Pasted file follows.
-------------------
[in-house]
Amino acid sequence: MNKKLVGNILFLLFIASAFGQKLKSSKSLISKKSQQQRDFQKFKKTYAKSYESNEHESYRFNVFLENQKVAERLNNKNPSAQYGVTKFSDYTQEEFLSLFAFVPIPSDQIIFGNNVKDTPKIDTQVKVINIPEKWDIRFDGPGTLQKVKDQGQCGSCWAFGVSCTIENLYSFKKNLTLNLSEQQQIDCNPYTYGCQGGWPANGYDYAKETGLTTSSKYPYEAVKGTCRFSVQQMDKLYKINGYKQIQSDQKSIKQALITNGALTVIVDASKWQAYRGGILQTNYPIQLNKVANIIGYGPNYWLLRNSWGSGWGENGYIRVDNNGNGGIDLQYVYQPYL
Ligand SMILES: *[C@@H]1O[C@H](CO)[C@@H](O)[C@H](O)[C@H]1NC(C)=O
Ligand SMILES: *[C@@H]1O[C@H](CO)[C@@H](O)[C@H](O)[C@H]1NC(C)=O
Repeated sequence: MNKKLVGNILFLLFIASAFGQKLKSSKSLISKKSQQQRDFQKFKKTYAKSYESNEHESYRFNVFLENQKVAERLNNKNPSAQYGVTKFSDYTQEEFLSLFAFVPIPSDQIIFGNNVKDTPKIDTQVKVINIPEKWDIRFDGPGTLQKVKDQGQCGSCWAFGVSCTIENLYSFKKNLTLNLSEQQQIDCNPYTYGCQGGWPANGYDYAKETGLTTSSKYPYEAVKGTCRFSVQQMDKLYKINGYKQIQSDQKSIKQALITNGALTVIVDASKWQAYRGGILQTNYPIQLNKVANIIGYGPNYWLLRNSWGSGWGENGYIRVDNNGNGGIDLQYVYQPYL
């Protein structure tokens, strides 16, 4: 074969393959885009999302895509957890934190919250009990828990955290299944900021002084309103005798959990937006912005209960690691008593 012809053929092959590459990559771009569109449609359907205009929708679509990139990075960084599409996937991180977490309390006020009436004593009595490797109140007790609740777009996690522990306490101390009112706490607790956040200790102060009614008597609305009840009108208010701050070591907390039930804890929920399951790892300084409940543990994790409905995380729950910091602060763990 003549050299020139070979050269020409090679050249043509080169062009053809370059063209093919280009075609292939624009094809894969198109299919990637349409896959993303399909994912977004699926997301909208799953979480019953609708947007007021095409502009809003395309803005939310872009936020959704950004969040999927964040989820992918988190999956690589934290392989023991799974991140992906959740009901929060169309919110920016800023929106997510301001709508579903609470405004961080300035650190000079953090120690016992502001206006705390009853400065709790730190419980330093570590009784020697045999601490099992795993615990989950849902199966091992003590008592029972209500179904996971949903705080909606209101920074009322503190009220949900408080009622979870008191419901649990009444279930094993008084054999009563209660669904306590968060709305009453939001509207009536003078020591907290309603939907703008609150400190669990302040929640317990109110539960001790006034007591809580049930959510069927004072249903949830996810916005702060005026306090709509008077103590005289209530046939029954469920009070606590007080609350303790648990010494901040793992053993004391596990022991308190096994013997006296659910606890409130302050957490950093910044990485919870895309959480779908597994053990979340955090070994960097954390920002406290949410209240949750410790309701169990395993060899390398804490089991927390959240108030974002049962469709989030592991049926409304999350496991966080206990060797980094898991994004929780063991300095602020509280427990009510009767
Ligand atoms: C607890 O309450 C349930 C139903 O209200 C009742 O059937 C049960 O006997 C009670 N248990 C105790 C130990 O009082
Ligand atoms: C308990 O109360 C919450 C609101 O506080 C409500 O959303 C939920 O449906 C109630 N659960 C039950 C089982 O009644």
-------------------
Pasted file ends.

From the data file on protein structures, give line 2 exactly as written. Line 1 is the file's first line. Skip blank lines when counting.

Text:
Amino acid sequence: MNKKLVGNILFLLFIASAFGQKLKSSKSLISKKSQQQRDFQKFKKTYAKSYESNEHESYRFNVFLENQKVAERLNNKNPSAQYGVTKFSDYTQEEFLSLFAFVPIPSDQIIFGNNVKDTPKIDTQVKVINIPEKWDIRFDGPGTLQKVKDQGQCGSCWAFGVSCTIENLYSFKKNLTLNLSEQQQIDCNPYTYGCQGGWPANGYDYAKETGLTTSSKYPYEAVKGTCRFSVQQMDKLYKINGYKQIQSDQKSIKQALITNGALTVIVDASKWQAYRGGILQTNYPIQLNKVANIIGYGPNYWLLRNSWGSGWGENGYIRVDNNGNGGIDLQYVYQPYL